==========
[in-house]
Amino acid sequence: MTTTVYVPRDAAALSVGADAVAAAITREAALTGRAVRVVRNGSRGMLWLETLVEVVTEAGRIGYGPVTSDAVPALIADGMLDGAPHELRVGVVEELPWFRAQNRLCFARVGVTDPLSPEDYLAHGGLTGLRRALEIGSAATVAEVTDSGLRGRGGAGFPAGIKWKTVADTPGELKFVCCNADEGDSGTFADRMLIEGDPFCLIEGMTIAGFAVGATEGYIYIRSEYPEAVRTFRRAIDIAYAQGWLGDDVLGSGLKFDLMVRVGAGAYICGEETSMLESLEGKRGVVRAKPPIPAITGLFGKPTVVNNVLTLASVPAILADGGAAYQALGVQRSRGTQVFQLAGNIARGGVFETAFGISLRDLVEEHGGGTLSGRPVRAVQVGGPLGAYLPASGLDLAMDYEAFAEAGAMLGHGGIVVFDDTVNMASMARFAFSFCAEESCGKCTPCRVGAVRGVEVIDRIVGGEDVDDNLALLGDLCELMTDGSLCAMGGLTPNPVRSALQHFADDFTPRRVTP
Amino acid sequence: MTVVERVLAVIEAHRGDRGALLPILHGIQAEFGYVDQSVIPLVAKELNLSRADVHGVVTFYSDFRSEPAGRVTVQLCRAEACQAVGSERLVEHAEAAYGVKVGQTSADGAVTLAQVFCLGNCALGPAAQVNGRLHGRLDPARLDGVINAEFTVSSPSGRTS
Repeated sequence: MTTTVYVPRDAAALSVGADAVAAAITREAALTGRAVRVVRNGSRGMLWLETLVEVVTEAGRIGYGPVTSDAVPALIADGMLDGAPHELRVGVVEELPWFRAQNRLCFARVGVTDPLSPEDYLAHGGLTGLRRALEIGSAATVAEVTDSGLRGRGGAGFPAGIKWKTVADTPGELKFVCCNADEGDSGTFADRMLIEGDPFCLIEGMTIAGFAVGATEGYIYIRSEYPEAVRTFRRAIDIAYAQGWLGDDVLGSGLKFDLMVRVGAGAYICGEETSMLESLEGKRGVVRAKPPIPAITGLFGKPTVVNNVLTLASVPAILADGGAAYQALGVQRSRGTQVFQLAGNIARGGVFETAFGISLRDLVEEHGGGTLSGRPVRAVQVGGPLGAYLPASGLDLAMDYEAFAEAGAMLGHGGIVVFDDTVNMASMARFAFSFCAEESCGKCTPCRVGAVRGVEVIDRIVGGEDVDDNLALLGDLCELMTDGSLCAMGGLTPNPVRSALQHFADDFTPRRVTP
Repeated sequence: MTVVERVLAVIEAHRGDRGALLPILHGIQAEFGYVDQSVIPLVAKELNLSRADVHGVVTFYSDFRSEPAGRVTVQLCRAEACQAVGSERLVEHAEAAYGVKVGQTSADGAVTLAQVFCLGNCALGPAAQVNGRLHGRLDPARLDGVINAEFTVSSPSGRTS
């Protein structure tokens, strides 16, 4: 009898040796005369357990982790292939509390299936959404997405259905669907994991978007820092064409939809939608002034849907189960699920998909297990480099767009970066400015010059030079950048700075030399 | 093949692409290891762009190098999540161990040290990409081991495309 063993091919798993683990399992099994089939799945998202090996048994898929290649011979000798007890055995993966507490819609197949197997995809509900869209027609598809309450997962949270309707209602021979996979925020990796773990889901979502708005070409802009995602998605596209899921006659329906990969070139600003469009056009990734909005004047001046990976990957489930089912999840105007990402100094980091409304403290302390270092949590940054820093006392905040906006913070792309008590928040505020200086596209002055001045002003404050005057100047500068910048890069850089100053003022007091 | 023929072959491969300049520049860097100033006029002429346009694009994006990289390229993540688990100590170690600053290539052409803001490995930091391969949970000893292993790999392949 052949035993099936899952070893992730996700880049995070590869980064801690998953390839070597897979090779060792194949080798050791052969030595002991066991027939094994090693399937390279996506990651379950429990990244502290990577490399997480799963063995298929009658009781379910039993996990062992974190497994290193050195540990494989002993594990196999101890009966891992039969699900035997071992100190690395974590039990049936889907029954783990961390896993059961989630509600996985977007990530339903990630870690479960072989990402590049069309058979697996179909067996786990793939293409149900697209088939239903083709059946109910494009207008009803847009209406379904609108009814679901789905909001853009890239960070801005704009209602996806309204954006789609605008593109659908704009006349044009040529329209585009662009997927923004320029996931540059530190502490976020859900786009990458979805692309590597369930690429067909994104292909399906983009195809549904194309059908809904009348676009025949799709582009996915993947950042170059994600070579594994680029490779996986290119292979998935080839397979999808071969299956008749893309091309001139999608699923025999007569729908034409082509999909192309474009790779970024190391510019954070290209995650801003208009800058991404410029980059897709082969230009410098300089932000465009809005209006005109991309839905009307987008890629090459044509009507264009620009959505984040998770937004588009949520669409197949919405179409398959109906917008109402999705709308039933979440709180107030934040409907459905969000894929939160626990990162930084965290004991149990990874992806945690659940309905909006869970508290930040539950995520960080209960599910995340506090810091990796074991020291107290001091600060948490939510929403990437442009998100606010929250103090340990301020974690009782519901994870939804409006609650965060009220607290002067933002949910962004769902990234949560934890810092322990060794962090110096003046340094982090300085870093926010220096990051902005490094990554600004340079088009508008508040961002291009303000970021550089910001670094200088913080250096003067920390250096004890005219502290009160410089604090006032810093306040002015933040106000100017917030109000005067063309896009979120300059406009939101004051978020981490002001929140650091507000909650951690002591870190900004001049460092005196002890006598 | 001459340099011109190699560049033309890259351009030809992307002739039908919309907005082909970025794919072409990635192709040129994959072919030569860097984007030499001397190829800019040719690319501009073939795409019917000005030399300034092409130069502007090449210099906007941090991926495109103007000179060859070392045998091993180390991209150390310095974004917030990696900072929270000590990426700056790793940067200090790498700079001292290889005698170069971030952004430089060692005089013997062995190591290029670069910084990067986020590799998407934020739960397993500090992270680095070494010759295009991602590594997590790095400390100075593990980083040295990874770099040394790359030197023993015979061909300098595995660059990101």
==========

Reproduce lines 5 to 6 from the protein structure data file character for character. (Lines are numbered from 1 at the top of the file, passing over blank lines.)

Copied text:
Repeated sequence: MTVVERVLAVIEAHRGDRGALLPILHGIQAEFGYVDQSVIPLVAKELNLSRADVHGVVTFYSDFRSEPAGRVTVQLCRAEACQAVGSERLVEHAEAAYGVKVGQTSADGAVTLAQVFCLGNCALGPAAQVNGRLHGRLDPARLDGVINAEFTVSSPSGRTS
């Protein structure tokens, strides 16, 4: 009898040796005369357990982790292939509390299936959404997405259905669907994991978007820092064409939809939608002034849907189960699920998909297990480099767009970066400015010059030079950048700075030399 | 093949692409290891762009190098999540161990040290990409081991495309 063993091919798993683990399992099994089939799945998202090996048994898929290649011979000798007890055995993966507490819609197949197997995809509900869209027609598809309450997962949270309707209602021979996979925020990796773990889901979502708005070409802009995602998605596209899921006659329906990969070139600003469009056009990734909005004047001046990976990957489930089912999840105007990402100094980091409304403290302390270092949590940054820093006392905040906006913070792309008590928040505020200086596209002055001045002003404050005057100047500068910048890069850089100053003022007091 | 023929072959491969300049520049860097100033006029002429346009694009994006990289390229993540688990100590170690600053290539052409803001490995930091391969949970000893292993790999392949 052949035993099936899952070893992730996700880049995070590869980064801690998953390839070597897979090779060792194949080798050791052969030595002991066991027939094994090693399937390279996506990651379950429990990244502290990577490399997480799963063995298929009658009781379910039993996990062992974190497994290193050195540990494989002993594990196999101890009966891992039969699900035997071992100190690395974590039990049936889907029954783990961390896993059961989630509600996985977007990530339903990630870690479960072989990402590049069309058979697996179909067996786990793939293409149900697209088939239903083709059946109910494009207008009803847009209406379904609108009814679901789905909001853009890239960070801005704009209602996806309204954006789609605008593109659908704009006349044009040529329209585009662009997927923004320029996931540059530190502490976020859900786009990458979805692309590597369930690429067909994104292909399906983009195809549904194309059908809904009348676009025949799709582009996915993947950042170059994600070579594994680029490779996986290119292979998935080839397979999808071969299956008749893309091309001139999608699923025999007569729908034409082509999909192309474009790779970024190391510019954070290209995650801003208009800058991404410029980059897709082969230009410098300089932000465009809005209006005109991309839905009307987008890629090459044509009507264009620009959505984040998770937004588009949520669409197949919405179409398959109906917008109402999705709308039933979440709180107030934040409907459905969000894929939160626990990162930084965290004991149990990874992806945690659940309905909006869970508290930040539950995520960080209960599910995340506090810091990796074991020291107290001091600060948490939510929403990437442009998100606010929250103090340990301020974690009782519901994870939804409006609650965060009220607290002067933002949910962004769902990234949560934890810092322990060794962090110096003046340094982090300085870093926010220096990051902005490094990554600004340079088009508008508040961002291009303000970021550089910001670094200088913080250096003067920390250096004890005219502290009160410089604090006032810093306040002015933040106000100017917030109000005067063309896009979120300059406009939101004051978020981490002001929140650091507000909650951690002591870190900004001049460092005196002890006598 | 001459340099011109190699560049033309890259351009030809992307002739039908919309907005082909970025794919072409990635192709040129994959072919030569860097984007030499001397190829800019040719690319501009073939795409019917000005030399300034092409130069502007090449210099906007941090991926495109103007000179060859070392045998091993180390991209150390310095974004917030990696900072929270000590990426700056790793940067200090790498700079001292290889005698170069971030952004430089060692005089013997062995190591290029670069910084990067986020590799998407934020739960397993500090992270680095070494010759295009991602590594997590790095400390100075593990980083040295990874770099040394790359030197023993015979061909300098595995660059990101």